To the Arrogant Editors of SpecGram,
While I’m as happy as the next linguist about the 150th Volume Jubilee Celebration, don’t you think it a little over the top to claim that the event is “on par with the first manned trip to the moon”, or “the eradication of smallpox”?
I also thought you were a little harsh on my grand-dad in the preview copy of this issue’s letter from the editor, but he was a soft-hearted old fellow.
Theophrastus Philippus Aureolus Bombastus von Hohenheim XXVI
We actually said that our publication milestone was “on par with the first manned trip to the moon, the eradication of smallpox, or the naming of Jerrold N. Fungellio as Carpet World’s customer of the month in October 1986.” That’s an or, not an and.. it is up to you, the reader, to decide which event the 150th volume’s release is on par with.
Just another game we play to keep you the reader amused.
And yeah, your pappy was a softie, all right.
For the most part, I have enjoyed reading the back issues of SpecGram and the various related publications. I was somewhat amused to re-read Keith Slater’s Warning for Linguists in Babel, which, 15 years later, looks like so much screeching by Chicken Little.
No unassailable unified theory, or, as it has also come to be known, a Theory of Everything (TOE), has emerged in the intervening years, and neither linguists nor Linguistics as a whole have been driven to the Business Department.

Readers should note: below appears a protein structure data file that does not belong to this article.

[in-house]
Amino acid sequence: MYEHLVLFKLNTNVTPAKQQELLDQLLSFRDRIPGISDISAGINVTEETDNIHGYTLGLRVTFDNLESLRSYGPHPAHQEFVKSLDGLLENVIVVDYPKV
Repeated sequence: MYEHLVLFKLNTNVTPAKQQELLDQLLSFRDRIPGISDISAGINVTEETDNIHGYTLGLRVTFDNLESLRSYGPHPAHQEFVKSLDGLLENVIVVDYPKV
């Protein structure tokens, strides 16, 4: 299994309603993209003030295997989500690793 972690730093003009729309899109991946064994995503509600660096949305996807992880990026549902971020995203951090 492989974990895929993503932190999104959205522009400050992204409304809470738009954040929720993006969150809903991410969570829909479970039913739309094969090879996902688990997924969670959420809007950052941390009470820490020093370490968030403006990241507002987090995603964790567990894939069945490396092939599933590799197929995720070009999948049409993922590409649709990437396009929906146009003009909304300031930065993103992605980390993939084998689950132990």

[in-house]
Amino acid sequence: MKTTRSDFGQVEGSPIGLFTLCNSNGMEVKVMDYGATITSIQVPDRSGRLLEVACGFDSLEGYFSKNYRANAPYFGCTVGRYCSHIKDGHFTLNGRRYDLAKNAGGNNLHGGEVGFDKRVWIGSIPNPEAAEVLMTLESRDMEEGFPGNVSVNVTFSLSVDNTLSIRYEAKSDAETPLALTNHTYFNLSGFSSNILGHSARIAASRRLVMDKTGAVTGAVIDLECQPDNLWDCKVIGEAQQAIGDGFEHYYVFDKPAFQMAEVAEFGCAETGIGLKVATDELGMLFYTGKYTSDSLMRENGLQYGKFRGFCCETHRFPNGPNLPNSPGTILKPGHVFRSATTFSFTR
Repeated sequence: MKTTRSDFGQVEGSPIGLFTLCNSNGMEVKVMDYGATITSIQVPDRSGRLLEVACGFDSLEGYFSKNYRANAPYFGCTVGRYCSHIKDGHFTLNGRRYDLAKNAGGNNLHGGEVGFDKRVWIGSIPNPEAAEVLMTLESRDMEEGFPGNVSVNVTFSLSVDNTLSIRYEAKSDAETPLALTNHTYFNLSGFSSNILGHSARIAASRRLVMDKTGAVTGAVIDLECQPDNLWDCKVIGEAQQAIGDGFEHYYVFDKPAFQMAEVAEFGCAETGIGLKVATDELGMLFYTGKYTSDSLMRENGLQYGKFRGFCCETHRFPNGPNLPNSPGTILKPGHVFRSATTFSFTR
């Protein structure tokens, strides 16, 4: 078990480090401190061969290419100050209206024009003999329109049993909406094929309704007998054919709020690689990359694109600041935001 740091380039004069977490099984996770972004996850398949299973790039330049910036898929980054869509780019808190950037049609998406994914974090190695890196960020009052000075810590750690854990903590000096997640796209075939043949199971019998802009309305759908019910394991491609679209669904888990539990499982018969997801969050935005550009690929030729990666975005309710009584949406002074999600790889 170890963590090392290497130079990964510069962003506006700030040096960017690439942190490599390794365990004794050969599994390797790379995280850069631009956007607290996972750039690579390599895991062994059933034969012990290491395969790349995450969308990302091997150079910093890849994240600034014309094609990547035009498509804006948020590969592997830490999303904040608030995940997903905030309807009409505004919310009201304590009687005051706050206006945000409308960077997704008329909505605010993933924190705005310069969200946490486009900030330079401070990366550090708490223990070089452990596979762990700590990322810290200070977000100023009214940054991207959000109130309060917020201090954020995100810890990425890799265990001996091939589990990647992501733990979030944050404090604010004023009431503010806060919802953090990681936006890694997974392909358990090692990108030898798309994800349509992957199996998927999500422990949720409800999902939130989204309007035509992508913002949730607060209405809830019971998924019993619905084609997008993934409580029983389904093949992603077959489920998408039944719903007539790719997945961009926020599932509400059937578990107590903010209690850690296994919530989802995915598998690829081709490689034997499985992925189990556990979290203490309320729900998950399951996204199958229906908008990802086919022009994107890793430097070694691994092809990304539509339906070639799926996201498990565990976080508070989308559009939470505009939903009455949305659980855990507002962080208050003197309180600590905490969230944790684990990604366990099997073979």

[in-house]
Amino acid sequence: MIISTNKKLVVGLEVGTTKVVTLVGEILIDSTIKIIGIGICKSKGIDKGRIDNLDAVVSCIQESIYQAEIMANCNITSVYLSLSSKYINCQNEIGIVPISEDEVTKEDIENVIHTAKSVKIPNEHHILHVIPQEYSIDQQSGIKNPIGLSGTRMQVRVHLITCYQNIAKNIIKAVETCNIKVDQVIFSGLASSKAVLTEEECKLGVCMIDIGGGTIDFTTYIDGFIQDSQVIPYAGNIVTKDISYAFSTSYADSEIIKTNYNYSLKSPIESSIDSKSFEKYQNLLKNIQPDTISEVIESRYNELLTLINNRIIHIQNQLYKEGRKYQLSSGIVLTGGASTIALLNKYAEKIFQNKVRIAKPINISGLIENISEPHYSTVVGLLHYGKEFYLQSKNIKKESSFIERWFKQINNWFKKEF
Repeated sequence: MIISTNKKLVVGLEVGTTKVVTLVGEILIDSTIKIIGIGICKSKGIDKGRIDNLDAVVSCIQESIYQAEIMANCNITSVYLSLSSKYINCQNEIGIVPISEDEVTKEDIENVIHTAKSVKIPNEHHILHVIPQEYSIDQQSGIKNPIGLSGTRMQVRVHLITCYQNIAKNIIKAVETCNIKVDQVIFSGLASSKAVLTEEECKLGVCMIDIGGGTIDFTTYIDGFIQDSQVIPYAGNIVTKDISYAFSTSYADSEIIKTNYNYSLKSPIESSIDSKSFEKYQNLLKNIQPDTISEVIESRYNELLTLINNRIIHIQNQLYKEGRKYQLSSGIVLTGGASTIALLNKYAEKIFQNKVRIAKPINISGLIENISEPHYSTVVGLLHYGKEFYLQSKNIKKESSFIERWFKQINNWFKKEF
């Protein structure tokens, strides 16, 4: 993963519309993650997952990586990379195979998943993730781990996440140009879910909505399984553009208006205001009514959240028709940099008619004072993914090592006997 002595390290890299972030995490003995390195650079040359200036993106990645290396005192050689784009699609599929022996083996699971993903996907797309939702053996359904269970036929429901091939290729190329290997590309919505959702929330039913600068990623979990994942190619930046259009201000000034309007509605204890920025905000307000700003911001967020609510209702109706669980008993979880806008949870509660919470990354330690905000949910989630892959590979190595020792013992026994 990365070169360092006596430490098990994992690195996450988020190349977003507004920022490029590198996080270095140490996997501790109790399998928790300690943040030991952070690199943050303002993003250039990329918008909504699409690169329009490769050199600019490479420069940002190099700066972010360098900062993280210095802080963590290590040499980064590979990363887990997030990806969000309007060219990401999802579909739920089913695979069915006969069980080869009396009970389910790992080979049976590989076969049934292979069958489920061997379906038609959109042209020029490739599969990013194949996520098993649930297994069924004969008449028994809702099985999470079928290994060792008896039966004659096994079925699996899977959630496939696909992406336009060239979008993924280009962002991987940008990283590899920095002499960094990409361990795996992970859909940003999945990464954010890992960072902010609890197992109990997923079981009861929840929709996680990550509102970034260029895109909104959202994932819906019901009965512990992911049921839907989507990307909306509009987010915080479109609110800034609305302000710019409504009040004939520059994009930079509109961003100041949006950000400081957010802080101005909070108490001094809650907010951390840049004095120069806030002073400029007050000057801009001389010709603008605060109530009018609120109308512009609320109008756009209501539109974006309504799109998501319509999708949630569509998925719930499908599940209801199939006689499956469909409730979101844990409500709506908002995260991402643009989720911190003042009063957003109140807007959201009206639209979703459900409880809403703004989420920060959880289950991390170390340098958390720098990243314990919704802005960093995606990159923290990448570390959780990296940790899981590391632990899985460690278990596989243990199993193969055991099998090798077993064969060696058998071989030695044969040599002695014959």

Most who cry wolf eventually discover that they never had anything to worry about in the first place.
Stephen W. Hawking
Lucasian Professor of Mathematics
Some might say that, as with the Y2K problem, being aware of the coming calamity sometimes forestalls it.
On the other hand, you are probably right, as you so often are. By the way, I’ll send those linguistics grad students right over to help with the editing of your latest manuscript!
Editor’s Note: “... all submissions become the property of SpecGram ...” and all that. Heh, heh. One of our reviewers had an interesting thing or two to say about the “Field Guide to Linguists”, and I’ve decided to publish that note, along with the author’s response. We also received a related letter from a reader.
I’m recommending that you publish this article, since there is nothing else currently out there for the layperson, but I really don’t see why Schadenpoodle doesn’t classify tagmemicus and corporius as being in functionalisticus; anyone observing their behavior in the field can see the similarities. No one can really blame the man for avoiding fieldwork after that incident with the sloths in Costa Rica, but he shouldn’t discount the observations of those of us who interact with linguistica daily. Videos of the creatures just do not allow adequate classification--one cannot, for example, tell from a video that the pelts of tagmemicus are virtually identical to those of functionalisticus, both in terms of the polyester content of the torsal coating and the oil content of the cranial fur.
Moosejaw Polytechnic Institute
Don’t print this in the journal, but I’d just like you to know that Gnibbes is being ridiculous. Czechzindemeyl did a thorough comparative study of pelt structure, and found absolutely no statistically significant differences among linguistica species, except among the marxii variant of criticalicus, which typically has much more expensive materials in its pelt, which is invariably basic black. And I can’t believe he brought up the sloths; what an unfair attack. You know he brought a stuffed one to the SSL meeting last spring just to get a rise out of me; you’d think someone his age would be less childish.
I thought you might like to know that I observed a live specimen of stratificarus in Chicago last summer; it was building one of those big nests they make. I tried to shoot it so I could prove it was there, but it got away. And before you go saying I shouldn’t have shot at it, you should know I’m a Republican.